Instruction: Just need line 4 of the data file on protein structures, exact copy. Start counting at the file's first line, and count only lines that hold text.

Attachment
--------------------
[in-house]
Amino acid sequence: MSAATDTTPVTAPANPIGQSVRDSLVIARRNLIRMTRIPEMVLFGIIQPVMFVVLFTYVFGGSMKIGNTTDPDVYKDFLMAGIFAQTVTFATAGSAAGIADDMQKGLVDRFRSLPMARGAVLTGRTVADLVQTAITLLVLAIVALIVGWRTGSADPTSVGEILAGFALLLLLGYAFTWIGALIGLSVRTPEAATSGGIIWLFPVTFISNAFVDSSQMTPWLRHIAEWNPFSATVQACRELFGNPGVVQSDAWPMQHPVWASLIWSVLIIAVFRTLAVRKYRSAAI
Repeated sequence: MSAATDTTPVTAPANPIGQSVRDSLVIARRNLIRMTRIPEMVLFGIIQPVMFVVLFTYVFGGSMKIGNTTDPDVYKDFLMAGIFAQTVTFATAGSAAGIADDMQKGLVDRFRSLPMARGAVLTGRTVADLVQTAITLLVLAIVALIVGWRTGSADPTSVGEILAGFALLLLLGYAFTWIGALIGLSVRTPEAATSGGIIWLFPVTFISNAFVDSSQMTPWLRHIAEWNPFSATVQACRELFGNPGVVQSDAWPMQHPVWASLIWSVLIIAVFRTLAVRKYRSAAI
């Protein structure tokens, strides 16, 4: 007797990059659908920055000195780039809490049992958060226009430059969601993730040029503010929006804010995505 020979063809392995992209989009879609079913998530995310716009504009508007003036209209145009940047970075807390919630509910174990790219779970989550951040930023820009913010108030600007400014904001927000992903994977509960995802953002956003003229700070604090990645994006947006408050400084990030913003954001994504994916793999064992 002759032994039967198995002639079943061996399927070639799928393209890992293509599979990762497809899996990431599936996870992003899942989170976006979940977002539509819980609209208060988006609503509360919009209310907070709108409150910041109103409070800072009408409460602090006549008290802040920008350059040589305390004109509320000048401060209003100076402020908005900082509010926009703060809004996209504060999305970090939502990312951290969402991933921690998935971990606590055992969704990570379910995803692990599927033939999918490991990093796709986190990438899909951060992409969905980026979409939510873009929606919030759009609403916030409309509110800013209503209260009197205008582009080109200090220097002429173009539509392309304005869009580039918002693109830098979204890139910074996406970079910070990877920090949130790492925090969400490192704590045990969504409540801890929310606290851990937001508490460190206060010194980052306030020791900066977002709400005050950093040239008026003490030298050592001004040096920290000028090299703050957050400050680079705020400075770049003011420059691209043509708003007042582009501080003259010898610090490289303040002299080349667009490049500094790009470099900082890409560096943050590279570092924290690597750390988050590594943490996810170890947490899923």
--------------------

């Protein structure tokens, strides 16, 4: 007797990059659908920055000195780039809490049992958060226009430059969601993730040029503010929006804010995505 020979063809392995992209989009879609079913998530995310716009504009508007003036209209145009940047970075807390919630509910174990790219779970989550951040930023820009913010108030600007400014904001927000992903994977509960995802953002956003003229700070604090990645994006947006408050400084990030913003954001994504994916793999064992 002759032994039967198995002639079943061996399927070639799928393209890992293509599979990762497809899996990431599936996870992003899942989170976006979940977002539509819980609209208060988006609503509360919009209310907070709108409150910041109103409070800072009408409460602090006549008290802040920008350059040589305390004109509320000048401060209003100076402020908005900082509010926009703060809004996209504060999305970090939502990312951290969402991933921690998935971990606590055992969704990570379910995803692990599927033939999918490991990093796709986190990438899909951060992409969905980026979409939510873009929606919030759009609403916030409309509110800013209503209260009197205008582009080109200090220097002429173009539509392309304005869009580039918002693109830098979204890139910074996406970079910070990877920090949130790492925090969400490192704590045990969504409540801890929310606290851990937001508490460190206060010194980052306030020791900066977002709400005050950093040239008026003490030298050592001004040096920290000028090299703050957050400050680079705020400075770049003011420059691209043509708003007042582009501080003259010898610090490289303040002299080349667009490049500094790009470099900082890409560096943050590279570092924290690597750390988050590594943490996810170890947490899923």